“The FCC allocated 75 megahertz within the 5.9-gigahertz spectrum for the primary purpose of improving transportation safety,” says Peter Appel, an administrator for the Research and Innovative Technology Administration at the DOT. He says the new radio signal will help drivers plan their routes, find parking spaces and adjust their driving habits based on real-time fuel-efficiency feedback.
The technology in cars today is jaw-dropping, but car makers want to go even further. Perhaps the most prescient example of future car technology is the GM EN-V concept car (pictured above). Last week, I drove two of these vehicles — one of only three people outside of GM given the privilege.
The EN-V is made of carbon fiber and uses a Segway motor that balances on two wheels. To drive forward, you push on a control screen akin to a Playstation or Xbox 360 controller — a small screen shows you your current speed and outside weather conditions. The EN-V can also drive in autonomous mode following a scripted route — say, to the local park. In the future, you could program a route in Google Maps and even send your kids off to school in an EN-V, sans a driver.
Clay Dean, a GM director of advanced design who heads the EN-V design program, says the materials used on the EN-V can be easily customized. He envisions a day when drivers could come up with their own color scheme and even put one together in their garage.
“You could design an EN-V that mimics your own head or a favorite sports team,” says Dean.
The EN-V’s top speed is only about 17 mph, but that’s actually faster than the 8 mph at which the average commuter cruises in downtown New York. Someday, a driver could push a button in an EN-V to dim the windows, sit back and watch a holographic movie displayed in front of the car.
The EN-V uses Appel’s 5.9-GHz wireless network, too. With that spectrum, the EN-V will communicate its location to other cars of the future, and hopefully help prevent accidents.
Stephanie Brinley, an auto analyst with Auto Pacific, says many car makers are focused on lab innovations related to fuel economy and safety. Both Ford and GM are working on all-electric vehicles, for example. The Ford Fusion electric will likely go on sale later next year, and the 2011 Chevy Volt will launch later this year.
Sherif Marakby, the director of Electrification Engineering at Ford, says the company is spending a lot of its research and development dollars on plug-in electric vehicles such as a Ford Escape concept I saw. Ford has brought battery technology development in house — setting up a new car motor group that will figure out how to make electrics and hybrids last longer.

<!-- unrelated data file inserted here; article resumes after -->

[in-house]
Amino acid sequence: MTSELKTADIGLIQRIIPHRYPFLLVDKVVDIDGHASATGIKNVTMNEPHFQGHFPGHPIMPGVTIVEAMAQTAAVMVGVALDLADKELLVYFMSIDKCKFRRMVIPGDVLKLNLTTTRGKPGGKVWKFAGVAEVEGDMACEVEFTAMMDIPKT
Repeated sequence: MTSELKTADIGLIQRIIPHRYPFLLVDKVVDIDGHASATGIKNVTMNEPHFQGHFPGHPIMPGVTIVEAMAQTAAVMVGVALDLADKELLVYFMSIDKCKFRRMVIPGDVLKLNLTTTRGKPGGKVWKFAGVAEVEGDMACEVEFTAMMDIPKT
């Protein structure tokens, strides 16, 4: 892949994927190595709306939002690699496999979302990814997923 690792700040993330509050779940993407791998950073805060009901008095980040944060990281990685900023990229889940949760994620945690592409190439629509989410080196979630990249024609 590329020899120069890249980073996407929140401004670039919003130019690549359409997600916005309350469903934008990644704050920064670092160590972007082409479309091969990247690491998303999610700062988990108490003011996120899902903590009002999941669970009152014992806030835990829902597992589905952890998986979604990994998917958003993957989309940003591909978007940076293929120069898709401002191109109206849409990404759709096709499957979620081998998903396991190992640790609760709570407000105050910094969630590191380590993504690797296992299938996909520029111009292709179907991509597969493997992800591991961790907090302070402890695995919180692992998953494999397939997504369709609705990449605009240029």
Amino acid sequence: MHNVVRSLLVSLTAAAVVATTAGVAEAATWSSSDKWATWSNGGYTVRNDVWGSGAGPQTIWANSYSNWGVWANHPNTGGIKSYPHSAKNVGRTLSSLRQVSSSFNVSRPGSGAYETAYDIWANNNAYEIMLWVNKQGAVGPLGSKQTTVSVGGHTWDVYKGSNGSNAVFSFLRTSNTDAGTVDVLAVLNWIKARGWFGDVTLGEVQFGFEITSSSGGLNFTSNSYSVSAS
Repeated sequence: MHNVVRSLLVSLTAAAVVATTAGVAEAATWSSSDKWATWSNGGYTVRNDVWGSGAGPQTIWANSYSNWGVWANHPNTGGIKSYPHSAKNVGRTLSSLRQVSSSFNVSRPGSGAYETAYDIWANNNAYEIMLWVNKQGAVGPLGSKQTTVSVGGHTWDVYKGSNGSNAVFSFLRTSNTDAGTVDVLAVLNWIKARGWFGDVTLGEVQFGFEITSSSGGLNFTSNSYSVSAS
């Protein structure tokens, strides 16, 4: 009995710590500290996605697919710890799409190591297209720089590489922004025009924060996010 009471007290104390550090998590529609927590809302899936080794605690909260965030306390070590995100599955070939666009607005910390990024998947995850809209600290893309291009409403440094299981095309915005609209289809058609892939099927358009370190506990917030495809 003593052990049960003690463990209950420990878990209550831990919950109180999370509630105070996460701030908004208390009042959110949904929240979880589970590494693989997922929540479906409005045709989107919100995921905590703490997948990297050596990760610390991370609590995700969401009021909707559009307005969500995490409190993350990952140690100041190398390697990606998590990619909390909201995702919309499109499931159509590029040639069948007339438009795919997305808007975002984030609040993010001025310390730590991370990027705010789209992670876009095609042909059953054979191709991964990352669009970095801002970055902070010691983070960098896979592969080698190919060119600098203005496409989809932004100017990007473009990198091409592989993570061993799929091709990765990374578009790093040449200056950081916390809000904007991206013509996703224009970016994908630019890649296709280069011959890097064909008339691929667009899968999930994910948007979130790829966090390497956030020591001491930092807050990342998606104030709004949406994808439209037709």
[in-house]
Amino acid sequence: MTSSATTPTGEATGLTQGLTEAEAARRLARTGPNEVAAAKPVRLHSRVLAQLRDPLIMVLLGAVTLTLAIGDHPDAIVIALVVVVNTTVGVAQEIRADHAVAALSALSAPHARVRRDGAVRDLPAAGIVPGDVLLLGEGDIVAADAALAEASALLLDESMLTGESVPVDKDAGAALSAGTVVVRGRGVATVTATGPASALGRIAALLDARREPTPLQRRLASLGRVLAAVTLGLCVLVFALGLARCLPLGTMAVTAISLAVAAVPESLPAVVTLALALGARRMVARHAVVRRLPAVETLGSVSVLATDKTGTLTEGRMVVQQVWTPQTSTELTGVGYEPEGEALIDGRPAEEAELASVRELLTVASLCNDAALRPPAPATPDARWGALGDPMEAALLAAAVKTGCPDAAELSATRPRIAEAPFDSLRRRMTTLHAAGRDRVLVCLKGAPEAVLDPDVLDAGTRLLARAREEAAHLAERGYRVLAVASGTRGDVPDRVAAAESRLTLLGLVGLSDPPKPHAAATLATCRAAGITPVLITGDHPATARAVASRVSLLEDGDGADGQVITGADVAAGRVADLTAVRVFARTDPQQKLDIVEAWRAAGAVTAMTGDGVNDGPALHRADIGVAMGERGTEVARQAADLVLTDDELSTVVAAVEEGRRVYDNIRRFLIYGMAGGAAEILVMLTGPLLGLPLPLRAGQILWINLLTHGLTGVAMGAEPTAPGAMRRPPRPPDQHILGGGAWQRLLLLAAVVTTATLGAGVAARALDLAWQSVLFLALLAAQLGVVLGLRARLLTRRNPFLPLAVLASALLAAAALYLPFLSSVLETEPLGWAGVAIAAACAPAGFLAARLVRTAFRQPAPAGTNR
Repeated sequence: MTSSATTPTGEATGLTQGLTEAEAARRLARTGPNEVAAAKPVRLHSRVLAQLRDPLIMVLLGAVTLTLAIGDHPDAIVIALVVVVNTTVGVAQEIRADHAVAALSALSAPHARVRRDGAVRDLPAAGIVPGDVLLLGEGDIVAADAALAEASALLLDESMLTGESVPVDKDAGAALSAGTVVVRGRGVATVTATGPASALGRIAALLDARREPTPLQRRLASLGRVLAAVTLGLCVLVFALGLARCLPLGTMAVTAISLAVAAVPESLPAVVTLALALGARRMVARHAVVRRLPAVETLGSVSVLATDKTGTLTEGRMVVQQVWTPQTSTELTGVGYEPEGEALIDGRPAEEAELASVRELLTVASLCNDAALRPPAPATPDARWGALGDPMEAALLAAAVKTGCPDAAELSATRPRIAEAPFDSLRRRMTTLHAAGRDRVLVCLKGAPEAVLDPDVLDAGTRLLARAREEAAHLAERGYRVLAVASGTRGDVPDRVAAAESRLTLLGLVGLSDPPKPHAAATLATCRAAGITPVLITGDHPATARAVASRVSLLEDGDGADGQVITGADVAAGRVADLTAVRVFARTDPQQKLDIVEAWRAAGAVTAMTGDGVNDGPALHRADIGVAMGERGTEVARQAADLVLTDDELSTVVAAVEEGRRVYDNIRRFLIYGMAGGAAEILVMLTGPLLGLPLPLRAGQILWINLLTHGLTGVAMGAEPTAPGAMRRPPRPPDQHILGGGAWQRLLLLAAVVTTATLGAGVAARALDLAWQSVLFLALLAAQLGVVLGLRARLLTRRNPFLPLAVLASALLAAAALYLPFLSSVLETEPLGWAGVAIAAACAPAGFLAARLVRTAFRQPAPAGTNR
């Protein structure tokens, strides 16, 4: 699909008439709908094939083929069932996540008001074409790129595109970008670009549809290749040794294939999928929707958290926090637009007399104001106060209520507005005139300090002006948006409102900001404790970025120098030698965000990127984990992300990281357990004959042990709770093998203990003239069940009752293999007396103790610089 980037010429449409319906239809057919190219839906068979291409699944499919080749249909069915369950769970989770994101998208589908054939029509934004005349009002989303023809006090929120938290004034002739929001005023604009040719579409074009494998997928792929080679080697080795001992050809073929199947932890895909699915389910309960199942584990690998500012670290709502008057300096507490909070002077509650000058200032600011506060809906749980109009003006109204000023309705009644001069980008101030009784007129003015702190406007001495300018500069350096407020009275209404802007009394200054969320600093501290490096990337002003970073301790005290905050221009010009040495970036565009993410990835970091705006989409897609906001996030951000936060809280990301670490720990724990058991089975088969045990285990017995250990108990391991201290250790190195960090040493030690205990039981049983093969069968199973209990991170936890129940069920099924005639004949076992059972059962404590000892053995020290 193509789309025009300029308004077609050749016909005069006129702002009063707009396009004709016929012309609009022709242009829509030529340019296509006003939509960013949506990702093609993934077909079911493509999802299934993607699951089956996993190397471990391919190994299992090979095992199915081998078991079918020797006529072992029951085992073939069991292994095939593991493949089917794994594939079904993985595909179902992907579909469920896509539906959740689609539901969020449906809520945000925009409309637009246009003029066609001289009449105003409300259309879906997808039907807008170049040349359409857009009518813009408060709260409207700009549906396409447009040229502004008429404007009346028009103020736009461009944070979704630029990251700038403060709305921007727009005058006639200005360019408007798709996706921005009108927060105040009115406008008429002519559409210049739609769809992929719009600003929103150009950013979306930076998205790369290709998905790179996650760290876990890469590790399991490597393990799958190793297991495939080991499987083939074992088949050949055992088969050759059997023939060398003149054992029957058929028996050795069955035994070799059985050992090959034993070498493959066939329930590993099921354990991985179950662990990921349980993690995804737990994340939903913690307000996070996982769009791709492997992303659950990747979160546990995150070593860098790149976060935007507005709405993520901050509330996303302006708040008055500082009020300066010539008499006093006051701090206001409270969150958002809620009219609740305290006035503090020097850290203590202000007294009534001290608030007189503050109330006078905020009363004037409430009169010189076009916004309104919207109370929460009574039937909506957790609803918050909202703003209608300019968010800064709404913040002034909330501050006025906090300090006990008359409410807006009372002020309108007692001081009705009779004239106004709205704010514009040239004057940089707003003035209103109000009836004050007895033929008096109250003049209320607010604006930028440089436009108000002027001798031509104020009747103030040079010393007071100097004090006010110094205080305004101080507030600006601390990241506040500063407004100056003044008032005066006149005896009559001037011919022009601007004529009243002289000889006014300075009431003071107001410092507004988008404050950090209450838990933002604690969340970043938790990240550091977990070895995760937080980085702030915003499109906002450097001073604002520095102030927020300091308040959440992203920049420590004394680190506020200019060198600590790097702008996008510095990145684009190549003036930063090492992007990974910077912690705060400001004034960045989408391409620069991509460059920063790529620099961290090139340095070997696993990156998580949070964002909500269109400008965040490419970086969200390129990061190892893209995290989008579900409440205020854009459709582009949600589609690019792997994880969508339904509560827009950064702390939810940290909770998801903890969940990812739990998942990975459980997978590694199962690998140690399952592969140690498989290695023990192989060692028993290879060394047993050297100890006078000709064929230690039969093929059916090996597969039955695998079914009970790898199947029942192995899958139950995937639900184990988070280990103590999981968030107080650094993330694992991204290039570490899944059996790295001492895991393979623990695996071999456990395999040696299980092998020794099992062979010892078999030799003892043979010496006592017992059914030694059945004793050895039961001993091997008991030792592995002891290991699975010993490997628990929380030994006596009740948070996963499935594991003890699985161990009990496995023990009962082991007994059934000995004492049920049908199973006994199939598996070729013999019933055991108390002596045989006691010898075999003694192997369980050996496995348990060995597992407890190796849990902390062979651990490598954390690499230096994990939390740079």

“My goal is to improve this technology to where it makes sense for any customer to buy these cars at the right price,” says Marakby, who explained to FoxNews.com the real challenge for all car makers: they compete with their own gas engine models.
Another area of innovation has to do with car materials. In the future, cars could be made of a much more durable material such as magnesium to help minimize damage and reduce injury. (In fact, the 2010 Lincoln MKT uses a magnesium bumper to protect from rear collisions.)
Every car company is coming up with new ideas to draw attention to their brand.
“Audi is developing a system that involves intelligent traffic lights that emit a signal to vehicles with the proper on-board computer,” says Choman. “The signal tells the computer how far away the traffic signal is and how long until it will change. The computer then translates that equation into a driving speed for you to travel — resulting in the driver never having to stop.”
The truly remarkable fact to hit me from several days of road tests: the future car is slowly becoming a reality.
Lane-departure warning systems, adaptive cruise control, head-up holographic displays — they all point to a day when the car is intelligent enough to see imminent disaster and avoid collision, to mark out a route for you … and ultimately to take the steering wheel.